The health ombudsman’s office says the Department of Health misled
it over deadlines for completing case reviews for people denied NHS
Deputy ombudsman Trish Longdon told MPs last week that her office
had felt it had let down complainants after giving them the wrong
She said: “We were concerned that we were misled as to the
timeliness of reviews. The [DoH] gave us an assurance that a
timescale would be met on which we relied and which we passed on to
complainants. That subsequently was not the case.”
The government ordered the reviews after an ombudsman report in
February 2003, which said some people had been denied continuing
care because strategic health authorities had applied inappropriate
or unfair criteria.
An original deadline of April 2004 slipped as did a later one of
July 2004, prompting the ombudsman to write a follow-up report last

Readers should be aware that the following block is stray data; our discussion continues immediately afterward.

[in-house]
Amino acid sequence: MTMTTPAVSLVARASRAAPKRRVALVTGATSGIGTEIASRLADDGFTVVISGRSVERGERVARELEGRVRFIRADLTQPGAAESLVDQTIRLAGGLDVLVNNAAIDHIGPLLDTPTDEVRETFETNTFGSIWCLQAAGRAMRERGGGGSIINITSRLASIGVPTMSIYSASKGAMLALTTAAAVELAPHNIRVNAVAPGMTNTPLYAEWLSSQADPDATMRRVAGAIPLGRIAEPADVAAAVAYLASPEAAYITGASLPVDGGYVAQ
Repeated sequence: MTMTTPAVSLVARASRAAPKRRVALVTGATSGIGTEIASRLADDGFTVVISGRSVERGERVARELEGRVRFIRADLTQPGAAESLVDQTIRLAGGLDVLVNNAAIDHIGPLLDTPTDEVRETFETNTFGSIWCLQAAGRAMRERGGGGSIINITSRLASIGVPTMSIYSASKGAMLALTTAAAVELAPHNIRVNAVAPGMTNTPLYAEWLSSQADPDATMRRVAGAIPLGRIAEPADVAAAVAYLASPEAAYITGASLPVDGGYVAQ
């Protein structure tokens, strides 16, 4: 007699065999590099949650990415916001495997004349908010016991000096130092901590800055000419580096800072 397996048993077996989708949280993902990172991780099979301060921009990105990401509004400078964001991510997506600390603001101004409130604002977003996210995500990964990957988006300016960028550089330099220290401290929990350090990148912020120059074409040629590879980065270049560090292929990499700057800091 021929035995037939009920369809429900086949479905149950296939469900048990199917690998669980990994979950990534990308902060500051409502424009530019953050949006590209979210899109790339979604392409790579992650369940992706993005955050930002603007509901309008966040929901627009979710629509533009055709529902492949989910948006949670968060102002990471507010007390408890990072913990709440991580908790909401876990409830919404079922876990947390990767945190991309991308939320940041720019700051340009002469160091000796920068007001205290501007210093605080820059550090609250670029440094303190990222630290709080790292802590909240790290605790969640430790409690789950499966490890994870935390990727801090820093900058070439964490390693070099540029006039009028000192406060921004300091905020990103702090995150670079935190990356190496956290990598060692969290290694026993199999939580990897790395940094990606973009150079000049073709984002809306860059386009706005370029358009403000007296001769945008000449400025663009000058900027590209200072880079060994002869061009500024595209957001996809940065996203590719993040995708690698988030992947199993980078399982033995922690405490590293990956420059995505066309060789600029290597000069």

December. “We found it regretful that we had to write that report,”
Longdon told the parliamentary health select committee.
But community care minister Stephen Ladyman told the MPs: “None of
my officials have misled anyone. We based those commitments on
estimates that we had at the time.” He said the original deadlines
were missed because health authorities had received an influx of
new cases to re-examine.
He admitted plans for a national framework for continuing care
could result in the abolition of the top band of registered nursing
care contribution to address the confusion in the eligibility
criteria between the two systems.